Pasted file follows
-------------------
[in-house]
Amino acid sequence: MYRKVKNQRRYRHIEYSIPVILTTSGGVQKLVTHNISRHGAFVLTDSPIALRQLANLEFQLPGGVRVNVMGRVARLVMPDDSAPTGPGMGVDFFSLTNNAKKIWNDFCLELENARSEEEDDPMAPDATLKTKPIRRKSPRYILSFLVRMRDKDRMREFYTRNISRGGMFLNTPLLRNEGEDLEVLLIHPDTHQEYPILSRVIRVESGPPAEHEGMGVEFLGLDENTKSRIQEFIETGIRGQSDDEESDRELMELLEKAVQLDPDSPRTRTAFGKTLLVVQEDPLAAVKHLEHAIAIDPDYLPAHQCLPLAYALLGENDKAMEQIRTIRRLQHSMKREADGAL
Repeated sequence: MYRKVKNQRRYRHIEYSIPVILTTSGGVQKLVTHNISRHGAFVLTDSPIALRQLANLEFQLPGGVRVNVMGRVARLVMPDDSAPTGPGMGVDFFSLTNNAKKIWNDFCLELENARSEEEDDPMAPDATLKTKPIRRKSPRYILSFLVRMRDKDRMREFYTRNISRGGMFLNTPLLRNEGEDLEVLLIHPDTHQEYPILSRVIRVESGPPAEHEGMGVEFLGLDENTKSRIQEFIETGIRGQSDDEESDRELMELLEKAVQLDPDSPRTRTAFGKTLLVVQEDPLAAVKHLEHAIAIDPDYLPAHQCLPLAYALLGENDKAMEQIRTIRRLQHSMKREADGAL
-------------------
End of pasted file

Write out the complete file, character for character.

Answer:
[in-house]
Amino acid sequence: MYRKVKNQRRYRHIEYSIPVILTTSGGVQKLVTHNISRHGAFVLTDSPIALRQLANLEFQLPGGVRVNVMGRVARLVMPDDSAPTGPGMGVDFFSLTNNAKKIWNDFCLELENARSEEEDDPMAPDATLKTKPIRRKSPRYILSFLVRMRDKDRMREFYTRNISRGGMFLNTPLLRNEGEDLEVLLIHPDTHQEYPILSRVIRVESGPPAEHEGMGVEFLGLDENTKSRIQEFIETGIRGQSDDEESDRELMELLEKAVQLDPDSPRTRTAFGKTLLVVQEDPLAAVKHLEHAIAIDPDYLPAHQCLPLAYALLGENDKAMEQIRTIRRLQHSMKREADGAL
Repeated sequence: MYRKVKNQRRYRHIEYSIPVILTTSGGVQKLVTHNISRHGAFVLTDSPIALRQLANLEFQLPGGVRVNVMGRVARLVMPDDSAPTGPGMGVDFFSLTNNAKKIWNDFCLELENARSEEEDDPMAPDATLKTKPIRRKSPRYILSFLVRMRDKDRMREFYTRNISRGGMFLNTPLLRNEGEDLEVLLIHPDTHQEYPILSRVIRVESGPPAEHEGMGVEFLGLDENTKSRIQEFIETGIRGQSDDEESDRELMELLEKAVQLDPDSPRTRTAFGKTLLVVQEDPLAAVKHLEHAIAIDPDYLPAHQCLPLAYALLGENDKAMEQIRTIRRLQHSMKREADGAL